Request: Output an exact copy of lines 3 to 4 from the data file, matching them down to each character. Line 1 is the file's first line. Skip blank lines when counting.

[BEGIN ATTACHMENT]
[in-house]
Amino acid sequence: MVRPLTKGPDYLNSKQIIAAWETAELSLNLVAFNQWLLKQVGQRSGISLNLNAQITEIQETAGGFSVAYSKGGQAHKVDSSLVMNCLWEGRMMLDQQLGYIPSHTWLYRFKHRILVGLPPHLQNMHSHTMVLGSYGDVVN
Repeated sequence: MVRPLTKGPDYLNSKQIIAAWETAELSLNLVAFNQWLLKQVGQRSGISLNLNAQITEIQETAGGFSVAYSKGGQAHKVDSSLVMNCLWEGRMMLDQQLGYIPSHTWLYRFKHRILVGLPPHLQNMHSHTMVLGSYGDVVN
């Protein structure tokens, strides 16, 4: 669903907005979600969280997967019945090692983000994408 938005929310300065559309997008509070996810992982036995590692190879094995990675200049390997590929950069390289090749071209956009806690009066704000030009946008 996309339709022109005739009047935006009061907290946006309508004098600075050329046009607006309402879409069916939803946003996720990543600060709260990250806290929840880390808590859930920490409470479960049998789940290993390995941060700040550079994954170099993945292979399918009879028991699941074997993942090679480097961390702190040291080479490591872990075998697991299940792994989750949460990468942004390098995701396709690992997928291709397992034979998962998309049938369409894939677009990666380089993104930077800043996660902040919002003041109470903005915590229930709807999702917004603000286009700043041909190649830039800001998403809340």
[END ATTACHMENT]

Repeated sequence: MVRPLTKGPDYLNSKQIIAAWETAELSLNLVAFNQWLLKQVGQRSGISLNLNAQITEIQETAGGFSVAYSKGGQAHKVDSSLVMNCLWEGRMMLDQQLGYIPSHTWLYRFKHRILVGLPPHLQNMHSHTMVLGSYGDVVN
């Protein structure tokens, strides 16, 4: 669903907005979600969280997967019945090692983000994408 938005929310300065559309997008509070996810992982036995590692190879094995990675200049390997590929950069390289090749071209956009806690009066704000030009946008 996309339709022109005739009047935006009061907290946006309508004098600075050329046009607006309402879409069916939803946003996720990543600060709260990250806290929840880390808590859930920490409470479960049998789940290993390995941060700040550079994954170099993945292979399918009879028991699941074997993942090679480097961390702190040291080479490591872990075998697991299940792994989750949460990468942004390098995701396709690992997928291709397992034979998962998309049938369409894939677009990666380089993104930077800043996660902040919002003041109470903005915590229930709807999702917004603000286009700043041909190649830039800001998403809340």